September 28, 2005
Australian lamb exports to the Middle East up
Australian lamb exports to the Middle East are continuing to strengthen, with August exports up by 87 percent compared with last year, to 1,631 tonnes.
Meat and Livestock Australia reported that Australian exports to the region have held steady throughout the Australian winter, a time traditionally associated with lower exports to the region as tighter supplies and the exceptionally hot Middle Eastern summers reduce demand and overall lamb exports.
Lamb exports for the eight months to August have increased 49 per cent from the previous year, to 8,891 tonnes, said MLA. Shipments to the United Arab Emirates (3,691 tonnes ) and Saudi Arabia (2,842 tonnes ) account for the majority of this growth.
MLA pointed out that the key factors contributing to the growth are an increase in supplies of lambs (mainly Merino) ideally suited to the region, a decline in New Zealand exports in the first half of the year, and higher disposable incomes in the Middle East from higher oil revenues.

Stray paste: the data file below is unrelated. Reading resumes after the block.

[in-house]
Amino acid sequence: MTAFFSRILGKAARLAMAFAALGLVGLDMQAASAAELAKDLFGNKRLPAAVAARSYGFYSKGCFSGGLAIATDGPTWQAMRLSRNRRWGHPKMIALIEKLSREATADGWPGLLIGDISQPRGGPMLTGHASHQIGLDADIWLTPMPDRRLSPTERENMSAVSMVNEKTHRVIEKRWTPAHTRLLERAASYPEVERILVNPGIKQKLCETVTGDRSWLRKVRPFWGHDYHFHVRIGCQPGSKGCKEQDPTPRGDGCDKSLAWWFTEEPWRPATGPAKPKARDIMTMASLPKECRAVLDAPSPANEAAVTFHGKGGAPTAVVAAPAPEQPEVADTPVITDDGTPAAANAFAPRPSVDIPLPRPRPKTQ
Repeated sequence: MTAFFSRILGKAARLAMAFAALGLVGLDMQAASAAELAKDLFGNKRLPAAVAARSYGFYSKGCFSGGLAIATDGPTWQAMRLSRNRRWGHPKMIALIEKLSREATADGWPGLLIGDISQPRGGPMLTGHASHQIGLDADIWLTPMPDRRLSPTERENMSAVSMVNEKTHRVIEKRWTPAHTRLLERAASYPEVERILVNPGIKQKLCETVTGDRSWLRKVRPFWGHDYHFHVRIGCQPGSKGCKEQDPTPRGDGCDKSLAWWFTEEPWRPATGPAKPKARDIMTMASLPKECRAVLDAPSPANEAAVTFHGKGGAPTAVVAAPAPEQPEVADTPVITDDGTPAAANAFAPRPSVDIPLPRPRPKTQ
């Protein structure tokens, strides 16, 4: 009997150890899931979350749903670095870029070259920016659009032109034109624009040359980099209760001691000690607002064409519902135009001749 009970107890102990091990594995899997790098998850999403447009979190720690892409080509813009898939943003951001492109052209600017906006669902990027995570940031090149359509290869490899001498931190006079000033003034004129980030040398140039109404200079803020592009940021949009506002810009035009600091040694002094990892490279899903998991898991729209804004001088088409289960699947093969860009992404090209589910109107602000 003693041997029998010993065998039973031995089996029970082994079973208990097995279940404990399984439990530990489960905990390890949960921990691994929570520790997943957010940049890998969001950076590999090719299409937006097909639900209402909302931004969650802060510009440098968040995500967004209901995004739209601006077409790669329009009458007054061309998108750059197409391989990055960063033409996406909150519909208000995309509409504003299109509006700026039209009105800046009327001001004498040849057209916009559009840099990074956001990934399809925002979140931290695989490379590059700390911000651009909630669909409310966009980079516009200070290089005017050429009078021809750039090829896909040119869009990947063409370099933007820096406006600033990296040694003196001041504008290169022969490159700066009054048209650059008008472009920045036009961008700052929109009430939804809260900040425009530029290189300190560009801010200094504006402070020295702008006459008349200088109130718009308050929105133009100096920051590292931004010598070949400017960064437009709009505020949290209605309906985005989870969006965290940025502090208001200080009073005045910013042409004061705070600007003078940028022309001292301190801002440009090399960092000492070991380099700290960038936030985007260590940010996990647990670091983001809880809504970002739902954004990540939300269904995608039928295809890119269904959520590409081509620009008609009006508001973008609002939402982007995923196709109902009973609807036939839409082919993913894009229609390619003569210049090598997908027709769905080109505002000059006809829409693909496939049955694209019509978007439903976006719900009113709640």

Australian exports to the region traditionally pick up in autumn leading up to the major festivals on the Islamic calendar, notably the holy month of Ramadan which is expected to commence on Oct 4, as well as the Haj period-the pilgrimage to Mecca in Saudi Arabia-which will last for approximately 10 days in late Jan 2006.
With supplies of lamb set to increase by 3 percent over the spring period and regional demand expected to remain strong, the outlook for exports to the Middle East for the rest of the year continues positive, MLA confirmed.